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August 1988

Exacerbation of Sickle Cell Disease by Obstructive Sleep Apnea

Author Affiliations

From the Division of Otolaryngology—Head and Neck Surgery, The University of North Carolina School of Medicine, Chapel Hill.

Arch Otolaryngol Head Neck Surg. 1988;114(8):916-917. doi:10.1001/archotol.1988.01860200100028

• It is difficult to recognize and treat the factors that exacerbate the vascular crises of sickle cell disease. We describe a 12-year-old black girl with sickle cell anemia who, since the age of 9 years, has been repeatedly hospitalized for pain associated with vaso-occlusive disease. A diagnosis of obstructive sleep apnea was suggested by the history and physical examination and was confirmed by polysomnography. Following preoperative transfusion, the patient underwent elective tonsillectomy and adenoidectomy. She has been free of vaso-occlusive pain and crises for over two years and has not been hospitalized since her surgery. Postoperative polysomnography has shown no evidence of obstructive sleep apnea. It is our hypothesis that repeated oxygen desaturation during periods of obstructive sleep apnea was the cause of this patient's frequent vaso-occlusive crises. She not only obtained complete relief of her symptoms, but objective sleep study measurements were normal following surgery. Obstructive sleep apnea is a recent diagnosis, and its pathologic effects are only beginning to be known. Physicians taking care of patients with hemoglobinopathies need to be aware of possible contributing factors to their patients' disease, and an aggressive approach to their diagnosis and possible relief should be sought.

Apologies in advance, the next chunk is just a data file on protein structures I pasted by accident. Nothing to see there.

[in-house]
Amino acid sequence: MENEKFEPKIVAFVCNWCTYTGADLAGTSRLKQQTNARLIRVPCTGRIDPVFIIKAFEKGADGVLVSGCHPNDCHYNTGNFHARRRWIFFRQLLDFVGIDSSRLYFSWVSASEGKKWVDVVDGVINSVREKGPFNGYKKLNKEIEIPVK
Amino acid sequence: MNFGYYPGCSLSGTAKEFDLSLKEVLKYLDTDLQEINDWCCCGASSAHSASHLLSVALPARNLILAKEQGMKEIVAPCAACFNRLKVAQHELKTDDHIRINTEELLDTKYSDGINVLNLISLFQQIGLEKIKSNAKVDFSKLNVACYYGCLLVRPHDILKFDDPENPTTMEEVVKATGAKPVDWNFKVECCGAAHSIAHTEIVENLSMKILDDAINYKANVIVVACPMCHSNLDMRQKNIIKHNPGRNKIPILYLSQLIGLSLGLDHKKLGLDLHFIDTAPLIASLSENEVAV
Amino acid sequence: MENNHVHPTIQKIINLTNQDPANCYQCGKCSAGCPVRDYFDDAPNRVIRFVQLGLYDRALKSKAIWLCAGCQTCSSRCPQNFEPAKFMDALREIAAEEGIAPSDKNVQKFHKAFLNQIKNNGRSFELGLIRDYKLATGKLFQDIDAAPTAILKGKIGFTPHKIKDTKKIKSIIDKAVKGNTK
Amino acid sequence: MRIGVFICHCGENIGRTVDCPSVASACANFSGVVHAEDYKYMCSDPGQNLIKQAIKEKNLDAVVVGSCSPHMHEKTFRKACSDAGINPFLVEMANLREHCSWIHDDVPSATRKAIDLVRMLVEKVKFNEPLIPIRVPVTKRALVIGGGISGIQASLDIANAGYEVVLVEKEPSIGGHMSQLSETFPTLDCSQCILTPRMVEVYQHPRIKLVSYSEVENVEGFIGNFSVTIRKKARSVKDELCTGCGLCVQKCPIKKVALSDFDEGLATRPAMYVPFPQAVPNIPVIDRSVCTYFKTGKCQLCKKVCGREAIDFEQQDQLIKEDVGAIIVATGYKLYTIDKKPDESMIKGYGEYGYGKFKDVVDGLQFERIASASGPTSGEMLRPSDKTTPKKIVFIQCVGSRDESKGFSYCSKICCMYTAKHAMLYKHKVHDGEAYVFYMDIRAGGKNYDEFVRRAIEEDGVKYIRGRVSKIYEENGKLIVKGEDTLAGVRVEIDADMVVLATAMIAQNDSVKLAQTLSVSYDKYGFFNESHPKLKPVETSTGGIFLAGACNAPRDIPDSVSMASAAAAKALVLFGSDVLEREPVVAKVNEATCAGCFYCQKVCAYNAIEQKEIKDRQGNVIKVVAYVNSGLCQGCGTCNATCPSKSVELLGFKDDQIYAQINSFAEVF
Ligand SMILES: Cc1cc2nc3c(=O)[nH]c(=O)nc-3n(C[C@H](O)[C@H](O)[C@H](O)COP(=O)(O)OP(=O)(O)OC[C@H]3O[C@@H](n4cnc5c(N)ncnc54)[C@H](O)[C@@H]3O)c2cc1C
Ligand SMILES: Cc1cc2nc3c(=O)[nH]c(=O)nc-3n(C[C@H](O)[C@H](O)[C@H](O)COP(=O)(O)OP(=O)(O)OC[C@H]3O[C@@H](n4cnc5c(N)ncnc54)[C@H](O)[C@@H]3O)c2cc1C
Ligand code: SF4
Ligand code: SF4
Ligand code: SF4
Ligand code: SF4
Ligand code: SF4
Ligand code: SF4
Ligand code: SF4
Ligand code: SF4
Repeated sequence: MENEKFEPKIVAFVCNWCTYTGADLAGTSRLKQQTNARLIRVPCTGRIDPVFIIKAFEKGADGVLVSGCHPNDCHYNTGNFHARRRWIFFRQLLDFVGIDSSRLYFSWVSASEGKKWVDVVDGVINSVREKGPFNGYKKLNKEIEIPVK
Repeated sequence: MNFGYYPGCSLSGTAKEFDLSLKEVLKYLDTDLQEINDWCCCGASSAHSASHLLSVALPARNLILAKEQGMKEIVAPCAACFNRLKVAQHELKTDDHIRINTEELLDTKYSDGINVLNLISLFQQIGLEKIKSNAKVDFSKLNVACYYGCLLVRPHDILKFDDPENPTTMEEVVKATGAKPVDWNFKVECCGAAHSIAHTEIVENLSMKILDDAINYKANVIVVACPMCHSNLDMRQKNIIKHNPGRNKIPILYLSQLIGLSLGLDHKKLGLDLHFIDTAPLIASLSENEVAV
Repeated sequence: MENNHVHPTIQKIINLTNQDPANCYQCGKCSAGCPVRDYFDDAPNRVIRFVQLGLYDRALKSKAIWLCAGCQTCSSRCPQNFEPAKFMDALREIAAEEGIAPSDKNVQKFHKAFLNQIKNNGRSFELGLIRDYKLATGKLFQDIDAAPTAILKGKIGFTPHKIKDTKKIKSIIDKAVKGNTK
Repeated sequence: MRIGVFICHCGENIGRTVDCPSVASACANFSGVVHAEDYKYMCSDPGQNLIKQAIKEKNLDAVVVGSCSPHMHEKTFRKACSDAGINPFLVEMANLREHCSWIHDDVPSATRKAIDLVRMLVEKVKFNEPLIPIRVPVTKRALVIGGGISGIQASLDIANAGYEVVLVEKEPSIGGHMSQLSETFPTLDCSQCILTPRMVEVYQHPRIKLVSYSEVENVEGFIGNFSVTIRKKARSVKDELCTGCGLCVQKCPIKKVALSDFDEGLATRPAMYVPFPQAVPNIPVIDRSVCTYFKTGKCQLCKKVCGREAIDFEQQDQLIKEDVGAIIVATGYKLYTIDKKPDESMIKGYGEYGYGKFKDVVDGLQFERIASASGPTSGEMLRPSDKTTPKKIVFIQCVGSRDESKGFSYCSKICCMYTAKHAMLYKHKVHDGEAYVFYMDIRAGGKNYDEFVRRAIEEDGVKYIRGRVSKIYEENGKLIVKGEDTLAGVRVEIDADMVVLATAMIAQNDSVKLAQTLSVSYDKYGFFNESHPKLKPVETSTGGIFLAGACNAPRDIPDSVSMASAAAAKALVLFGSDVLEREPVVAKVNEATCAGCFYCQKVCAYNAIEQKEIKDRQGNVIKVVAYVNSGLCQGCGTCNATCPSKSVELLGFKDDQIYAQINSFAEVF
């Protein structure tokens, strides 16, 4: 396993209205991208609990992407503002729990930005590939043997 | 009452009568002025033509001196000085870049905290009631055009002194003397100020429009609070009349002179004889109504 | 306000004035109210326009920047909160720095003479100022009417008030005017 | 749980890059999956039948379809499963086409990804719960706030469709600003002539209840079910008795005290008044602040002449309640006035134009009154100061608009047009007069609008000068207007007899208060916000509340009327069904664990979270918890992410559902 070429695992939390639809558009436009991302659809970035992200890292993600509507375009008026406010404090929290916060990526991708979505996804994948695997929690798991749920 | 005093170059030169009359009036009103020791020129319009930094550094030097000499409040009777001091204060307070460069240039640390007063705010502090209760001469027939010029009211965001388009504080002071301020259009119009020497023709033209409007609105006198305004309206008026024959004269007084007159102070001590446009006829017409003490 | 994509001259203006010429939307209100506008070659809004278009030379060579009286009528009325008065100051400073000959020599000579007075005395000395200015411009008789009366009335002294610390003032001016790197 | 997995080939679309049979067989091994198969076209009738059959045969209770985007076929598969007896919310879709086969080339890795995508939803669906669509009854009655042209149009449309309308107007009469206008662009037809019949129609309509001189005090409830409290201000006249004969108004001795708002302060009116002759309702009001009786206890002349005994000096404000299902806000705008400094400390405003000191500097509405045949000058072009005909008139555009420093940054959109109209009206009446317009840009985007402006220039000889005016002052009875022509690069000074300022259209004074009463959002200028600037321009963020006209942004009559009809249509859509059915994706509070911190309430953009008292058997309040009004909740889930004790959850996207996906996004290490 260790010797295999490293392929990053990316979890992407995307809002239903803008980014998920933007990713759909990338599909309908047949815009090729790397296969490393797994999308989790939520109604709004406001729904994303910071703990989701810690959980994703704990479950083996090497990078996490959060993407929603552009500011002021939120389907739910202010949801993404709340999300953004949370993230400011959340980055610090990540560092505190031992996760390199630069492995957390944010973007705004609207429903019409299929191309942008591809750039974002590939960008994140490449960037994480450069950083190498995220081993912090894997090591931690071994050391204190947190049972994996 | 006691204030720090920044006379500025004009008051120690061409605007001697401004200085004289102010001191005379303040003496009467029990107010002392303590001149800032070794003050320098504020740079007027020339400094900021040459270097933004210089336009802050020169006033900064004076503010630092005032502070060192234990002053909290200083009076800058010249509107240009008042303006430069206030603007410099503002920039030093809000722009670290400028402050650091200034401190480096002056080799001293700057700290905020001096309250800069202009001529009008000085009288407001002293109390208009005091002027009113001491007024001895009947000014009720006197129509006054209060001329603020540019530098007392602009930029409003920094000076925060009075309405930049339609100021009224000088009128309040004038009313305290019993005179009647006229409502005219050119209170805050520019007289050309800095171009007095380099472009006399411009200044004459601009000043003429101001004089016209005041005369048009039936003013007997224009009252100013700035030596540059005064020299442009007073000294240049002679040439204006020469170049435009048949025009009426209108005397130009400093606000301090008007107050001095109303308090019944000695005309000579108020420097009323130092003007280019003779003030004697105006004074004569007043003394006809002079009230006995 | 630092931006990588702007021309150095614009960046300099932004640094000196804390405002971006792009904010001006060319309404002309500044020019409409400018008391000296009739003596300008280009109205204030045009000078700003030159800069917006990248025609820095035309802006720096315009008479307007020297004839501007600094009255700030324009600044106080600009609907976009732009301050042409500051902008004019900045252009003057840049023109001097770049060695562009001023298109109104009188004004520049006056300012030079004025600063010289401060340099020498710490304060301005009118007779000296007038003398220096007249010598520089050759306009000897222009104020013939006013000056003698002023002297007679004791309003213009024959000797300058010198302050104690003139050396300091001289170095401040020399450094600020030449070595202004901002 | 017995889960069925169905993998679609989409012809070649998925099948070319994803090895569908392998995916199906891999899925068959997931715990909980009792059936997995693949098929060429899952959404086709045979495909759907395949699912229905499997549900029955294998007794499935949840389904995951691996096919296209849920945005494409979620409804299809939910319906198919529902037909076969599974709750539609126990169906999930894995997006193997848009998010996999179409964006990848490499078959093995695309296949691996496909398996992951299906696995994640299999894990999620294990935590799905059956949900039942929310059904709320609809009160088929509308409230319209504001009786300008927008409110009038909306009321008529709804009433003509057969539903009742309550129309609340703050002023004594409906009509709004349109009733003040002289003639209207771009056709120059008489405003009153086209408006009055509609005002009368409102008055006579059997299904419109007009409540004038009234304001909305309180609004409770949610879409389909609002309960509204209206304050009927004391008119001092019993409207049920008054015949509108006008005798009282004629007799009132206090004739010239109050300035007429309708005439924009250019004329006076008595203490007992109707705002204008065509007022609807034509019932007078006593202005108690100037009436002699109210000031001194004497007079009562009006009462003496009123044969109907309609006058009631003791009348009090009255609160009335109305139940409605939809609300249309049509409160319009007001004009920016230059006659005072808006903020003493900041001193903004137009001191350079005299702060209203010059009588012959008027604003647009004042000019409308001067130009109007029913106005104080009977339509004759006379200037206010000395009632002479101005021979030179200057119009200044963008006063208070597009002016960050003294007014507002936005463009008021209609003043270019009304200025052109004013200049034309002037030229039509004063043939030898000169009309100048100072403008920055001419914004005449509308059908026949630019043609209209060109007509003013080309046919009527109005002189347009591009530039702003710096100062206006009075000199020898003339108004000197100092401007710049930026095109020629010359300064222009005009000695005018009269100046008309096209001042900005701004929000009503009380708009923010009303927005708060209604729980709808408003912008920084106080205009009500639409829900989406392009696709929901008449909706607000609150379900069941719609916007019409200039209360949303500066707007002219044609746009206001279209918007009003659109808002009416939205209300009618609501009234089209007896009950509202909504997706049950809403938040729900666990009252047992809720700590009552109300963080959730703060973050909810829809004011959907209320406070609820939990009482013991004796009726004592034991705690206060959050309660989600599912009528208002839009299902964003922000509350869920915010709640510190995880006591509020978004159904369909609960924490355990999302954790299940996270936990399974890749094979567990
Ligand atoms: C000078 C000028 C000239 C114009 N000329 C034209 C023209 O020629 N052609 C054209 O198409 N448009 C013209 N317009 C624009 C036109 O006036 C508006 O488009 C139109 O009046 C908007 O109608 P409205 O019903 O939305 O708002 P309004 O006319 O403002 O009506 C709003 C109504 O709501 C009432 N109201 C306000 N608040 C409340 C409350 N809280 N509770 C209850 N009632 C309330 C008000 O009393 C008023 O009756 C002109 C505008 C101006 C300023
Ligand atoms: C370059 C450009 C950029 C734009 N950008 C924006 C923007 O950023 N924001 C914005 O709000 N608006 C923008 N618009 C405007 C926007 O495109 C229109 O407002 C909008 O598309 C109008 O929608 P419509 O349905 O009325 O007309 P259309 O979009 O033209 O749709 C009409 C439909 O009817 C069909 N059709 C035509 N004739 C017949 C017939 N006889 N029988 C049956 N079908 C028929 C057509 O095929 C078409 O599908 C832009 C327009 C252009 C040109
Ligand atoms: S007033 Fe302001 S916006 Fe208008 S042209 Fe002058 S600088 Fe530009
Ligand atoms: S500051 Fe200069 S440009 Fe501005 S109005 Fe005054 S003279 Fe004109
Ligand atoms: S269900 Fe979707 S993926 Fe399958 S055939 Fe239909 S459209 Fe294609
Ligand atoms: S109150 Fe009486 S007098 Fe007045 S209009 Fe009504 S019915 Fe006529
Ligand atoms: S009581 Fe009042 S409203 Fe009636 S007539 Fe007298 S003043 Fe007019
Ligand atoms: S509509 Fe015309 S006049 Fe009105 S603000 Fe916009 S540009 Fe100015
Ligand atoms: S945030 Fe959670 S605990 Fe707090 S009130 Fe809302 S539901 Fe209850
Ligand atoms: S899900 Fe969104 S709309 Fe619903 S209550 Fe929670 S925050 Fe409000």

(Arch Otolaryngol Head Neck Surg 1988;114:916-917)

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